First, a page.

Thursday, November 24, 2016

Full time Chaplain Position Opening

Go to cshospice.org to apply for this exciting Facility Chaplain position.

Cornerstone Hospice and Palliative Care, Inc. is seeking a mature, well qualified Chaplain to serve patients in facilities in the Polk County, FL, area.  MDiv. or similar, plus 3 units of CPE

Wednesday, November 16, 2016

Best Practice for Providing Care for Patients in Long-term Care Facilities at Thanksgiving


The patients we serve in LTC facilities include: memory care patients, ALF patients, and independent living patients.  Usually, at Thanksgiving the memory care patients go home for the holiday or the family comes to the facility to be with their loved one.  The facility provides the meal which his pureed.  In the ALF and independent, we follow the protocols for providing care for home patients.  (see below)

Collaboration between the Chaplain and Social Worker is the key to serving the patients who will be alone.  Use the IDT for initiating planning sometime in October and finalize early in November so effort is focused on the patient and not the plan prior to Thanksgiving.



 
Patients at Home—(Going the extra mile for them)

For patients still living at home Thanksgiving can be anything but a happy holiday.  The circumstances of the patient and why they are alone at this holiday come into play in your pastoral care.

v  Are they alienated from their family members?

v  Are they separated due to distance from family members?

v  You probably have broached the subject of family issues with them.  Thanksgiving will bring emotions to the surface weeks before the actual holiday.  Employ listening skills.  They are not looking for you to fix things.  Provide the spiritual and existential support they need.  Your winsome and wise counsel will help them through the emotional pain.

v  If they cannot provide a meal for themselves and would be open to it, collaborate with the Social Worker as they have a concurrent program to provide meals for patients.

v  Provide a card, if possible.  Some faith communities make cards for “shut-ins” and if appropriate ask for as many as needed.

v  A phone call on Thanksgiving from you or the on call Chaplain would provide support.



 

Best Practice for Providing Care for Hospice House Patients at Thanksgiving


The Chaplain will support patients and families at this holiday recognizing that all may be suffering emotionally not being together at home.  There are at least two scenarios:  the patient with a family and a patient with no family.  Each scenario requires that the Chaplain be aware of these circumstances and provides a compassionate and gracious presence.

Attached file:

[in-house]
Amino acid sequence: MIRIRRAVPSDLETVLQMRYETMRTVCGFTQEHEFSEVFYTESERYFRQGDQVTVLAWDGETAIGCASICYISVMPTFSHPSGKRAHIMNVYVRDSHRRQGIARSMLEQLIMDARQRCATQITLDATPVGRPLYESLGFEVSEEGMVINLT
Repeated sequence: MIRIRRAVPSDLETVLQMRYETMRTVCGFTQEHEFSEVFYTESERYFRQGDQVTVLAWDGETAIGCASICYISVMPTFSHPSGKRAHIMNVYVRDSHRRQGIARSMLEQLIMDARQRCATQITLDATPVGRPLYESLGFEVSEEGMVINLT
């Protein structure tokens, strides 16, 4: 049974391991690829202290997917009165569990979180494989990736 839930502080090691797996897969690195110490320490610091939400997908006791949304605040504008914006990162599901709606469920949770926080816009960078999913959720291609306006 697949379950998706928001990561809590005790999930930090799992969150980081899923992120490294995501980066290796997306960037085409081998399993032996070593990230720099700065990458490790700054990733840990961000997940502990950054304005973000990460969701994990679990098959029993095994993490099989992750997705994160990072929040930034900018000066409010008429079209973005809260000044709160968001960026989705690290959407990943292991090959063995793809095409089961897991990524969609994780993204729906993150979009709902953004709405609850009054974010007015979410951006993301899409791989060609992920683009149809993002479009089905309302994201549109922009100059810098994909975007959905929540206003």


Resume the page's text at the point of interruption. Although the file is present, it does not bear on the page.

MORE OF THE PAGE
The patient with family present for them

The following will serve as guidelines for Chaplains, even though, the experienced Chaplain may find these to be second nature.

v Employ inter-active listening

v Provide an empathetic pastoral presence

v Facilitate the actions the family would like to take for Thanksgiving. 

v Work with the Hospice House staff to ensure they are aware of what the plan is so they can assist.

v Bear in mind this will most likely be the last Thanksgiving the family and patient will celebrate together and let that truth dictate all you do.

 The patient who is alone with no family

o   Recognize we can’t fix circumstances, but we will do what we do best in providing a loving and encouraging presence for the patient.

o   Should the patient want to discuss the issue that he or she will be alone for Thanksgiving, provide an empathetic pastoral presence and use your best listening skills.

o   Plan for what you will do on Thanksgiving for these patients.  Most HH patients cannot enjoy eating anymore, but they do enjoy the presence of the Chaplain.  Be sure you see the patient to provide support.

 

 

Best Practice for Providing Care for Patients at Thanksgiving (general statement)


Patients at Home—(Going the extra mile for them)

For patients still living at home Thanksgiving can be anything but a happy holiday.  The circumstances of the patient and why they are alone at this holiday come into play in your pastoral care.

v  Are they alienated from their family members?

v  Are they separated due to distance from family members?

v  You probably have broached the subject of family issues with them.  Thanksgiving will bring emotions to the surface weeks before the actual holiday.  Employ listening skills.  They are not looking for you to fix things.  Provide the spiritual and existential support they need.  Your winsome and wise counsel will help them through the emotional pain.

v  If they cannot provide a meal for themselves and would be open to it, collaborate with the Social Worker as they have a concurrent program to provide meals for patients.

v  Provide a card, if possible.  Some faith communities make cards for “shut-ins” and if appropriate ask for as many as needed.

v  A phone call on Thanksgiving from you or the on call Chaplain would provide support.